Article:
Many of the patients we see here at Phoenix Endodontic Group have some form of dental insurance coverage. These benefits can make affording needed treatment much more feasible for many of our patients. However, as a patient with insurance, it is important to understand that simply having coverage does not guarantee the specific services you need will be paid for or covered by your dental plan. Here at Phoenix Endodontic group, we cater to our patient’s specific oral health needs. We feel it is important our patients understand their individual needs sometimes do not fit within the constraints of plan used to cover an entire group.
Two of the most common misassumptions by patients regarding their dental insurance are first, that their dental insurance covers all dental procedures (codes) and secondly, their dental plan will cover the entire cost of a specific procedure or treatment. Most dental plans are contracted between a patient employer and an insurance company. This means the employer and the chosen insurance company agree upon what procedures will be covered and how much the plan will pay for these procedures. If you have questions about your plan or coverage, please contact your insurance company or employer.
It is possible that your dentist may recommend treatment that is not covered by your dental plan. Here at Phoenix Endodontic Group, we are healthcare providers first, and our patient’s oral health is our number one concern. Decisions made regarding treatment should be done with the advisement of your dentist, and not dictated by insurance.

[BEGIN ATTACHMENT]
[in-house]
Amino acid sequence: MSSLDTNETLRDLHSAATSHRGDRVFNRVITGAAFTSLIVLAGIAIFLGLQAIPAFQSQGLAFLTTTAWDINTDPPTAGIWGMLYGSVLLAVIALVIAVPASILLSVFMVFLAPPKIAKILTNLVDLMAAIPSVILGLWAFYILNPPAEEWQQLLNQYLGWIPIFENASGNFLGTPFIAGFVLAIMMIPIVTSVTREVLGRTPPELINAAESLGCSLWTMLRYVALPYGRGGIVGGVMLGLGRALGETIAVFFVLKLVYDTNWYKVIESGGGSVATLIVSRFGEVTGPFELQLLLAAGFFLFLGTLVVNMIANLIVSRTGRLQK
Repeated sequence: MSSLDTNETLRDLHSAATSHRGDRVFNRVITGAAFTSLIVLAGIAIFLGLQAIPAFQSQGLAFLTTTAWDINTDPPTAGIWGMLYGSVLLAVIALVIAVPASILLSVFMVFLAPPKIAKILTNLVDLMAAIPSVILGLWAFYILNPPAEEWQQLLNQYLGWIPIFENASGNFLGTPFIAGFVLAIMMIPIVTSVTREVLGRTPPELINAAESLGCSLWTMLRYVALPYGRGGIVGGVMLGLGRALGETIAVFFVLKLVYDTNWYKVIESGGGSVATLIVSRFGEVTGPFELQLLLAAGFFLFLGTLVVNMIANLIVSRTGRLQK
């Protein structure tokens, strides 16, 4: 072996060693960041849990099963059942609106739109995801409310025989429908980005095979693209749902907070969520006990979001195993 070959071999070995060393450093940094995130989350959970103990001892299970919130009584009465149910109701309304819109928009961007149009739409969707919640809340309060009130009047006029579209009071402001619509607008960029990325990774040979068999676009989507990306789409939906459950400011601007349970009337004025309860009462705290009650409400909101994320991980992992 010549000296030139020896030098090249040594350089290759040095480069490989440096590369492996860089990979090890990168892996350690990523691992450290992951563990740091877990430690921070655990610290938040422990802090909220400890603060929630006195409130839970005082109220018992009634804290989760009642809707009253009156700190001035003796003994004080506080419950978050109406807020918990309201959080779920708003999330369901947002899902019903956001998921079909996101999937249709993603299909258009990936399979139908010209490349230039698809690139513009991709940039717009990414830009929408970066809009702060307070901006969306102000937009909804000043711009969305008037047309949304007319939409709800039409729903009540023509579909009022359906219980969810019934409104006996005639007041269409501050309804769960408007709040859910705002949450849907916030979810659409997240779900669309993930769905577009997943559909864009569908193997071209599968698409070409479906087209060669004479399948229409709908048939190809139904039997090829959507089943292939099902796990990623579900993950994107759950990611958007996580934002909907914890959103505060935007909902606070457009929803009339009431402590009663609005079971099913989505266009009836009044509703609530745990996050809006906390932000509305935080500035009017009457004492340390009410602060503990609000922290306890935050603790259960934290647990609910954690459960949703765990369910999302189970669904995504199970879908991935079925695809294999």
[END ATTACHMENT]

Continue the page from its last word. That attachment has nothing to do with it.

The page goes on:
Below are some key terms used when discussing dental insurance. Being familiar with these terms can help you better understand your coverage.
Plan Frequency Limitations
A dental plan may limit the amount of times it will pay for or cover a specific service. However, some patients may need a service more often than others to maintain oral health. For example a plan may only pay for two exams per year. A patient may have already used those exams with their general dentist and may not have coverage for a third exam when they see a specialist (for example an Endodontist). Patients should make treatment decisions based on what is best for their health, and not allow treatment decisions be dictated by their insurance.
Coordination of Benefits (COB) or Non Duplication of Benefits
These terms are applicable to patients with dual coverage, or are covered by more than one dental plan. The sum of benefits paid from all insurance plans should not be more than the total charges for service rendered. Although a patient is covered by two or plans, this does not guarantee that all the plans will pay for services rendered. Sometimes, none of the plans will pay for treatment needed. Each insurance company handles COB in a specific way and it is important you check with your plan for details.
Not Dentally Necessary
Most dental insurance plans sat they will only cover procedures considered to be medically or dentally necessary. However if the claim is denied for this reason it does not mean the services were not necessary. If you plan rejects a claim because a service was not deemed not “dentally necessary” you can file an appeal. Remember treatment decisions should be made by yourself and your dentist.